House dust causes family arguments

Q.    Hope you can settle a disagreement between my husband and me. Our home is 21 years old. We live directly across the street from the bay. This house is the dustiest house we have ever, ever lived in. I can dust one day, and the very next, it looks like I haven’t dusted in a month. I see advertisements to have your duct work cleaned, but my husband insists it has nothing to do with any duct work and the dust is entirely due to the fact that we live on the beach.

I have come to hate this house. I see particles floating in the air despite vacuuming, dusting, cleaning on a daily basis. I have grown weary and do not want to spend every waking hour cleaning. I do not find this normal; he is constantly complaining about the dust and pet dander (one dog could not possibly create such dust, right?). I just do not know what to do.

Could it be the AC ducts or the heating system? I believe we have hot water radiant heating; another factor I believe could be the culprit. We have most of the baseboard heating  blocked off by heavy furniture and TV surround system so I am unable to vacuum those areas by my lonesome. We had to have extensive repairs on our mega screen TV because — and this is what the TV repair man stated: “It needs to breathe and be vacuumed every 3 months” — something I cannot do.

I believe if we rearranged some of these rooms and I had access to baseboards so I could vacuum, it would help tremendously. The great room in particular where the big TV is. My husband is unwilling to budge on rearranging furniture and thinks I should vacuum 2 to 3 times a day. I am getting too old to vacuum that many times a day. Hope you can help ME (us).

A.    Not being Dr. Phil, I can only respond to the dust problem. It sounds to me as if you have a very drafty house with poor windows.

Since you have baseboard heaters, you do not have radiant heat as radiant is used to describe heating systems in floors or ceilings; you have convection heating. The air-conditioning ducts may need to be cleaned yearly; it might help — it’s worth a try. If your air-conditioning system does not have an electronic air filter, you may want to have one installed; they pick up a lot of microscopic particles.

Other choices are (and I am sure you have thought about them) to move to a less windy and cleaner area; hire a cleaning service to come and move the furniture and do a thorough job once a month, or more often if necessary, to keep peace, or simply get used to having a house less clean that you would like it to be.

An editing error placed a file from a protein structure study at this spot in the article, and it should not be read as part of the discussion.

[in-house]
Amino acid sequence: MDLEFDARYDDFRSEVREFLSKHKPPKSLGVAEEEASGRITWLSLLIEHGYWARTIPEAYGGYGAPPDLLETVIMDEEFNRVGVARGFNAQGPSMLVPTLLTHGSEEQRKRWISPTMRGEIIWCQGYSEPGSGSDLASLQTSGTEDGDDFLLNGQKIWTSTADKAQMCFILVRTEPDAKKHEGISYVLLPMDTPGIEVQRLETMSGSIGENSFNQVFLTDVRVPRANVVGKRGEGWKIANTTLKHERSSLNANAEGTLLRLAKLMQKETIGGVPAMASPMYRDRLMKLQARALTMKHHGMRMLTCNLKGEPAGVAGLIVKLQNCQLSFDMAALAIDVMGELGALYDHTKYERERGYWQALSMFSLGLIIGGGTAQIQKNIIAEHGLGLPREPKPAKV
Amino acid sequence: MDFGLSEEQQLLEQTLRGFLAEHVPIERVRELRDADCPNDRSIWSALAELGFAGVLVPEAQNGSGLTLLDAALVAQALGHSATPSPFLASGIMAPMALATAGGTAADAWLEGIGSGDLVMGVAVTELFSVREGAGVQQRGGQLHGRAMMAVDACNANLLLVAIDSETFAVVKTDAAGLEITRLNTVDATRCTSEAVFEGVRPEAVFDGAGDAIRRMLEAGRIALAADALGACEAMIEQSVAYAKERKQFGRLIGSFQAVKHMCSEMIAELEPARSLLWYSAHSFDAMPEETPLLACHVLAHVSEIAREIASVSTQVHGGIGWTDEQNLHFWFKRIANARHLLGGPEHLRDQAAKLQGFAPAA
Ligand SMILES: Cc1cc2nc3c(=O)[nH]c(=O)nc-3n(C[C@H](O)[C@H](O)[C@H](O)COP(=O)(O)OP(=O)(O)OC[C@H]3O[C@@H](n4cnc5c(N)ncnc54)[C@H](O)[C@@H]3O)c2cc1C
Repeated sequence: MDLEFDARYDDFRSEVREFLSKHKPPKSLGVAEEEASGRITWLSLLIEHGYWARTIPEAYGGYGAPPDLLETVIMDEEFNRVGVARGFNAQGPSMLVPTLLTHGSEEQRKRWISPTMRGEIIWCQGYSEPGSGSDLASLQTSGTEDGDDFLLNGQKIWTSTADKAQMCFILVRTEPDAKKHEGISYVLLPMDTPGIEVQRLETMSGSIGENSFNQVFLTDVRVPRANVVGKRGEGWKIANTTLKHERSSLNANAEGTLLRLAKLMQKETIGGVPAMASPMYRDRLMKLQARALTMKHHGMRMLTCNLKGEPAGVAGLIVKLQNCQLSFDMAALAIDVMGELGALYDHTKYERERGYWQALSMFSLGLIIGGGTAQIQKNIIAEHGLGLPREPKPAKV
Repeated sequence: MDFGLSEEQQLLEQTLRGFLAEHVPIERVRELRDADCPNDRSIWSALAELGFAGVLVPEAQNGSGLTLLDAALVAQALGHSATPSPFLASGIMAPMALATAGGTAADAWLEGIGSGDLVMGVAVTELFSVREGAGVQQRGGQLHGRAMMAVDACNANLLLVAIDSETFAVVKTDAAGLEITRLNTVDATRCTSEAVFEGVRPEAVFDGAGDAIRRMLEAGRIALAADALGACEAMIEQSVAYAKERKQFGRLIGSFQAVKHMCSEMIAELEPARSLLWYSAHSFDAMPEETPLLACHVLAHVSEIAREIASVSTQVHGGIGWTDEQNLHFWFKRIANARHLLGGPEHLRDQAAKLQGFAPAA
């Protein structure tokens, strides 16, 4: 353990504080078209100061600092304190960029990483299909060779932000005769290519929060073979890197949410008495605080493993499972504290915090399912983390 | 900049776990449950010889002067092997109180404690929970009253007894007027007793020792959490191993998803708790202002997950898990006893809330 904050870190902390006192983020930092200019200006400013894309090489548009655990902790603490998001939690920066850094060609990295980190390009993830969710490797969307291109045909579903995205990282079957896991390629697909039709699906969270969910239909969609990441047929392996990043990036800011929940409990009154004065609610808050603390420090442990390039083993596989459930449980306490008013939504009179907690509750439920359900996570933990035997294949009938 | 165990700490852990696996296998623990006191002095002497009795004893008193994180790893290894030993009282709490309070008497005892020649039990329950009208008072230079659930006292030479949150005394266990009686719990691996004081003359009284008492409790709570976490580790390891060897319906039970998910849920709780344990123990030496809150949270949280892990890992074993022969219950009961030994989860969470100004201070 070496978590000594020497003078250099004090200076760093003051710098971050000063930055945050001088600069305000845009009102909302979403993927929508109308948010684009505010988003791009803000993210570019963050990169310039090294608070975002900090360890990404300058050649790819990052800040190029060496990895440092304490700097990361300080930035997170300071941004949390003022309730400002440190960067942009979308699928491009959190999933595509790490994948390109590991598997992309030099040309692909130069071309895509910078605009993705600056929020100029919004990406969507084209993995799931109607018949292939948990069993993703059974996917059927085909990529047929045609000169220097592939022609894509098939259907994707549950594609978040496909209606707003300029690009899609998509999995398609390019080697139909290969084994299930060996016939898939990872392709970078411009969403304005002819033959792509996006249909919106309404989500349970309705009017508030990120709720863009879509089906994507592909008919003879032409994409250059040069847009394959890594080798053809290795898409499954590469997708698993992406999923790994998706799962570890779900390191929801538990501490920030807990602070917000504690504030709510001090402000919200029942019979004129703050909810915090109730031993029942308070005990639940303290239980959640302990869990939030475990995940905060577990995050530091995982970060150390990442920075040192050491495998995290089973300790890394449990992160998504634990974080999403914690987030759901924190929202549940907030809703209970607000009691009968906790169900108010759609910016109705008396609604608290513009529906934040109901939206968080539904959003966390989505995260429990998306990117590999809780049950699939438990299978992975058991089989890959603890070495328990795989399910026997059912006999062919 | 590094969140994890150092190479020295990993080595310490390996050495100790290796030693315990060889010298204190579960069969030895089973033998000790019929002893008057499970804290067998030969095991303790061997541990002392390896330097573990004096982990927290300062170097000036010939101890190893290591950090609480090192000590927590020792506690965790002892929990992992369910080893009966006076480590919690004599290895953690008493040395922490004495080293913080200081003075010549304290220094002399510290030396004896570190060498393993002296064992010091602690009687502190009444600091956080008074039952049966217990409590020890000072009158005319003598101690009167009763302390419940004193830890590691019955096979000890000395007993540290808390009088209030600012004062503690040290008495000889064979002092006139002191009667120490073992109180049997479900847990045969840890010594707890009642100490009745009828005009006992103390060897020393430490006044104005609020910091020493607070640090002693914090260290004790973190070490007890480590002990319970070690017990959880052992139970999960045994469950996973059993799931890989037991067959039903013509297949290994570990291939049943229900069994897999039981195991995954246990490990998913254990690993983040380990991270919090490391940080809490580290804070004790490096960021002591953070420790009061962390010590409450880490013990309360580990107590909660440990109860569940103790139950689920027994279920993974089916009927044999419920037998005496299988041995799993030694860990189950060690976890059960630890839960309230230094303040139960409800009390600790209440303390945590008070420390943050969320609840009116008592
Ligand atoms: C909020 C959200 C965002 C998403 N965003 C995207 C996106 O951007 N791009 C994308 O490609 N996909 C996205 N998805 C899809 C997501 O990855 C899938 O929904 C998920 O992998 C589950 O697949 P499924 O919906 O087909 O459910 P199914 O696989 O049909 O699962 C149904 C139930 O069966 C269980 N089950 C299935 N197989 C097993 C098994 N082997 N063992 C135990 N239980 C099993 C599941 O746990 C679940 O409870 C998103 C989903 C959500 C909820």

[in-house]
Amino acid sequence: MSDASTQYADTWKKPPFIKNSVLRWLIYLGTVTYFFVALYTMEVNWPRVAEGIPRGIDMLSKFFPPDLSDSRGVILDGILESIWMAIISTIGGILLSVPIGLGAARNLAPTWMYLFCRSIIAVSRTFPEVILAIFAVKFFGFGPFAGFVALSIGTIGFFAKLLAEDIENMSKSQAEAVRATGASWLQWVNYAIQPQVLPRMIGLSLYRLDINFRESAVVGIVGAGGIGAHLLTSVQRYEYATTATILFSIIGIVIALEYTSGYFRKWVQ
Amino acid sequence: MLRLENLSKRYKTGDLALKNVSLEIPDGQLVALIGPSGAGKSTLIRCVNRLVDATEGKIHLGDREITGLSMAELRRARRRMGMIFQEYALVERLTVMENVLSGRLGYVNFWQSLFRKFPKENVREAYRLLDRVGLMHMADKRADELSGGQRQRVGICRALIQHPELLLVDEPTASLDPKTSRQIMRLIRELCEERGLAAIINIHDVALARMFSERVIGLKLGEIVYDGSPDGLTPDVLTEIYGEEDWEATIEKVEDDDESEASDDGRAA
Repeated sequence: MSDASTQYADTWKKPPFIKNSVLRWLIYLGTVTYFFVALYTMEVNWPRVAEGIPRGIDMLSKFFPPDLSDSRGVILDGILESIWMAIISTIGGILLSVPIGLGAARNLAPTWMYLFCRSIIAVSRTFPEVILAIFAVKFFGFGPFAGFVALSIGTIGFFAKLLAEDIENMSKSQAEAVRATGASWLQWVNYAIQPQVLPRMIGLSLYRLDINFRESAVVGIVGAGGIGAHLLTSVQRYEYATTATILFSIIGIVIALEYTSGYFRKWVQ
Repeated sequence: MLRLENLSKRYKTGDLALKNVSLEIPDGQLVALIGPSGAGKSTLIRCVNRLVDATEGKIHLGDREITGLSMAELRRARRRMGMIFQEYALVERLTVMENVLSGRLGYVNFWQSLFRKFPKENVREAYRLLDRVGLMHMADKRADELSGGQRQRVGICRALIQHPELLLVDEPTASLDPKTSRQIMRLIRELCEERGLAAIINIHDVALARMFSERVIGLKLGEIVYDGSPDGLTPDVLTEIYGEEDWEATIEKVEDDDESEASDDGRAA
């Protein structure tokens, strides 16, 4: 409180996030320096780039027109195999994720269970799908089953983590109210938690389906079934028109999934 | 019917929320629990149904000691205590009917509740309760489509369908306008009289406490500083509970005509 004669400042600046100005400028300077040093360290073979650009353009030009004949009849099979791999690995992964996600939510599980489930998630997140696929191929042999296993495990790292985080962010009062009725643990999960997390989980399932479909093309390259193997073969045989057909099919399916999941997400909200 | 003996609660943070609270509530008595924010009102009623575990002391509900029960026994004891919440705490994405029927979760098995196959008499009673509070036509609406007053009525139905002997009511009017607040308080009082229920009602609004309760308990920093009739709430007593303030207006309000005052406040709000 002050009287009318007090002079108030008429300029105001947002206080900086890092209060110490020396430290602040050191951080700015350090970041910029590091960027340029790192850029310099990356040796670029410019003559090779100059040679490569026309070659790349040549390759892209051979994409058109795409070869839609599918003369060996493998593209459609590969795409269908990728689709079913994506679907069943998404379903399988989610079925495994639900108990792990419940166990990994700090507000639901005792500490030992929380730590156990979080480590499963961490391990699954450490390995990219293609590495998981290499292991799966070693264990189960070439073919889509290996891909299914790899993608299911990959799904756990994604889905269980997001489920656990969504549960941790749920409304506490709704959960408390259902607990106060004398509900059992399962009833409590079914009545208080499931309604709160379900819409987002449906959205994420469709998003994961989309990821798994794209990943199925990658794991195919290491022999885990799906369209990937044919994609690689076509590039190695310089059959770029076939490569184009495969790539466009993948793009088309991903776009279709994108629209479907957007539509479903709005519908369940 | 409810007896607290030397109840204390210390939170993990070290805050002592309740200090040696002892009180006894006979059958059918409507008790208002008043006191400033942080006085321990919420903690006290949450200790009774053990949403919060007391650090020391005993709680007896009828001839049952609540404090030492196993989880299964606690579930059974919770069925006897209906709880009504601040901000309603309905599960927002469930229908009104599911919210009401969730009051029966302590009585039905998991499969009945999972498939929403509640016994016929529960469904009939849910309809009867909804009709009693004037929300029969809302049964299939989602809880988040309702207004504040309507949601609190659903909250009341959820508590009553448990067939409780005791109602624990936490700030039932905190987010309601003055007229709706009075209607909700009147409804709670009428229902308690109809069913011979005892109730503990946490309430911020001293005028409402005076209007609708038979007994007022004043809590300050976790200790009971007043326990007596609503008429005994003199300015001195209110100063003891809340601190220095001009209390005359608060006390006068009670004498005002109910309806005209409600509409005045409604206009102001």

Heat lost in complex network of ducts

Q.  We purchased our home 16 months ago and realized last winter that the heat in the master bedroom is insufficient. The room was added to the dwelling by the previous owner three years ago and was heated/cooled via a flexy ductwork tube, which began in the basement, snaked up the side of the house then branched into four separate flexy ducts in the attic, entering our room through four vents in the ceiling (whew!).

I have been told by my HVAC technician that this is too far for the air to travel efficiently (by the time the air came through the vents, it was cold). We have since disconnected this contraption and have boosted circulation to other rooms in our home (air was being leeched-off the main duct for the master bedroom). But we are now left with a very chilly bedroom.

My question: Do we abandon all of the ductwork above the ceiling and install baseboard heat? Or do we look into a heat-pump system, which I understand is a bit expensive? The room stays comfortable in the summer, so we have gotten by without a window unit. Heat appears to be the biggest obstacle.

A.  You are right! Whew! Who ever thought this system up? The air running through a duct or ducts from the basement to the bedroom on the outside is bound to become cold by the time it reaches its destination.

Ask your HVAC contractor for his or her advice on the most practical way to increase the heat in the bedroom. A separate through-the-wall unit or even electric baseboard  may turn out to be the best solution if the present system cannot be satisfactorily extended within the conditioned envelope of the house.

If you have gas, you may want to consider having your HVAC people install a through-the-wall Rinnai heater. These heaters are very efficient and can easily be sized to fit the need of your master bedroom.